Geoffrey Holder was at the bar, fingering scarlet trading beads, a goodluck token received just before his musical, "Timbuktu," opened Saturday night at the Kennedy Center Opera house.
Skillfully avoiding comment on his own feelings -- Holder, the director, choreographer and costume designer, pleaded, "I'm too close" -- he anxiously solicited others' opinions. The rest of the cast, nearly 50 people, most of whom crowded into Guards in Georgetown around midnight Saturday, danced away any postopening anxieties they had.
A few minutes behind Holder was Eartha Kitt, one of the four principals of the remake of "Kismet," her arrival not as flamboyant as her stage one, but, certainly, an entrance. She stood still just long enough to shake hands and lower her duplex stage eyelashes, very demurely, at the wellwishers. Then she followed the recorded sounds of Natalie Cole and LaBelle onto the backroom dance floor.
First in a long line of admirers was Obba Babatunde, at various times in the play a stiltwalker, antelope and orange merchant, who propelled her into a fast hustle.
Producer Luther Davis, who won a Tony Award as co-author of "Kismet" nearly 25 years ago, and dreamt up this all-black version, was beaming at the energy being displayed by the cast, who had been working 12 hours a day, with one day off every 14 days "I thought it was a lovely idea, I didn't know frankly if it would work but it is, to my satisfaction," said Davis.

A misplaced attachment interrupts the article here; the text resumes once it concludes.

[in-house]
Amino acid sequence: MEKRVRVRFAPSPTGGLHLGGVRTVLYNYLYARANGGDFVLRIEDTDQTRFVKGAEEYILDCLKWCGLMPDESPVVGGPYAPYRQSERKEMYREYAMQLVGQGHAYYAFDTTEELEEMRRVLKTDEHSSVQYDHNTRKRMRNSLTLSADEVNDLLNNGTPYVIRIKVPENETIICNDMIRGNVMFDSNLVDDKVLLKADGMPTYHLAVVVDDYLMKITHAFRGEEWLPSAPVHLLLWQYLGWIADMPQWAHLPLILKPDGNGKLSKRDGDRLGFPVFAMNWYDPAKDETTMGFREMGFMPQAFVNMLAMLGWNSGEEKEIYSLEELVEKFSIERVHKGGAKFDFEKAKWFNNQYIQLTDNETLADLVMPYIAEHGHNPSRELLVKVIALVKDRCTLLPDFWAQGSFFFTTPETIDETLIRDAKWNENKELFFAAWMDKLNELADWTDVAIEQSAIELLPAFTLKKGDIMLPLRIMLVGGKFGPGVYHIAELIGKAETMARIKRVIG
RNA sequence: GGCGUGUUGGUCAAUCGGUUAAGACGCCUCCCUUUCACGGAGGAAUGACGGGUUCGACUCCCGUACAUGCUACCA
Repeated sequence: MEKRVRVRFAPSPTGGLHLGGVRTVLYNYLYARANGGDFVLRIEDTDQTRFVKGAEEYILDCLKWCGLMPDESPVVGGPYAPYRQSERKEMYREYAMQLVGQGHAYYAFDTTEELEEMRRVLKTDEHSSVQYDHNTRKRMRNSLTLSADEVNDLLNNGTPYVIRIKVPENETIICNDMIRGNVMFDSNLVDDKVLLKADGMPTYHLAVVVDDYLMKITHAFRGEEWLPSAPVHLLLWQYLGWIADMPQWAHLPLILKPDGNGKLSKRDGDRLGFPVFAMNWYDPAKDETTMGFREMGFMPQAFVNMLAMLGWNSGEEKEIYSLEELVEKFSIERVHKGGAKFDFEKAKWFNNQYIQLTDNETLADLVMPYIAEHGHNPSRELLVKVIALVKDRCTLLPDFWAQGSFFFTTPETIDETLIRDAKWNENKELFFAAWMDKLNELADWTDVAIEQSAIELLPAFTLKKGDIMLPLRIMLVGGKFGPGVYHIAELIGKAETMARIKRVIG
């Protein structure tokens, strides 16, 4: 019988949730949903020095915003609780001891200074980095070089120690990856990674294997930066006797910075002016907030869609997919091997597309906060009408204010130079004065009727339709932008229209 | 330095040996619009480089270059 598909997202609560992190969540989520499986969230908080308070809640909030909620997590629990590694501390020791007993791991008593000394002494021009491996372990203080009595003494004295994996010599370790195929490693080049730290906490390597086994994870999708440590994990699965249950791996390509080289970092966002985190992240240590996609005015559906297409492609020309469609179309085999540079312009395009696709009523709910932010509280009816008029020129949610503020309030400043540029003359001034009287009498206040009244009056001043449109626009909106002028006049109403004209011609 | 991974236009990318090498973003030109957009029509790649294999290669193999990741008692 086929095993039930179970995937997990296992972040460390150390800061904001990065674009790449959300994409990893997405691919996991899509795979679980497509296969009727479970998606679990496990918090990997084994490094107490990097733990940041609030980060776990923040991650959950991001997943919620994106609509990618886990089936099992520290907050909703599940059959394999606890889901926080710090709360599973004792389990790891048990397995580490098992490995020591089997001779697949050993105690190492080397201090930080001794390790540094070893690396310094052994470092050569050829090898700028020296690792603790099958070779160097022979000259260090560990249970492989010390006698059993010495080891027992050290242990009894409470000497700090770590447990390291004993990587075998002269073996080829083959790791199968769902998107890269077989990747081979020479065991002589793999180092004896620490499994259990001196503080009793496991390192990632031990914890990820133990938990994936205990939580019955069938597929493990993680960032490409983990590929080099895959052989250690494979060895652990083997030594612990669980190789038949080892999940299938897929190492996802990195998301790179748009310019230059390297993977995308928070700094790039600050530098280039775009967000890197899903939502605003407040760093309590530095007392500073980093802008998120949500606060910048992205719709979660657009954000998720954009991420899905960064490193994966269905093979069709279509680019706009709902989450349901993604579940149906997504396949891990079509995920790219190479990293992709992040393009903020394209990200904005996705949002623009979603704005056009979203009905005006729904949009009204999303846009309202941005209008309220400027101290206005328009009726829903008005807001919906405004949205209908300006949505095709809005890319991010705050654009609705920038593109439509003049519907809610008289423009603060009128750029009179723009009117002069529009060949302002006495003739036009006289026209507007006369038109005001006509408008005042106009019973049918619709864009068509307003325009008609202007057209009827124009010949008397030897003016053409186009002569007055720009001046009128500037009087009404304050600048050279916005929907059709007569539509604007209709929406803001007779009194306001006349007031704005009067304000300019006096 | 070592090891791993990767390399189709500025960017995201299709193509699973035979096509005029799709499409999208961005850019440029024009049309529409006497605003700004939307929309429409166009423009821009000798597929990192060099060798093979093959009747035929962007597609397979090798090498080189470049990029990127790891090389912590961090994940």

One Washingtonian in the cast, Rodney Green, who left town to appear in the Broadway and film versions of "The Wiz," was surrounded by young friends from the local dance community, Robyn Nash and Jason Taylor.
Bruce Hubbard, 25, who played "Porgy" here last year, has been the understudy to Gilbert Price, and on Saturday afternoon, played the lead role.
"Compared to Porgy, this role is like a vacation, but it's still demanding because I have been switching back and forth between my regular slot and Gilbert's," said Hubbard.
Ira Hawkins -- who two weeks ago was finishing a long stint in "Bubbling Brown Sugar" on Broadway and planning a vacation when the call came to replace the fourth lead. William Marshall -- was there, and exuberant. "In the business those phone calls often sound fabulous but two days later it falls through," said Hawkins, draped in a bearskin coat. "So I tried not to hope but, for me, at least, "Timbuktu" was a fantasy that's working."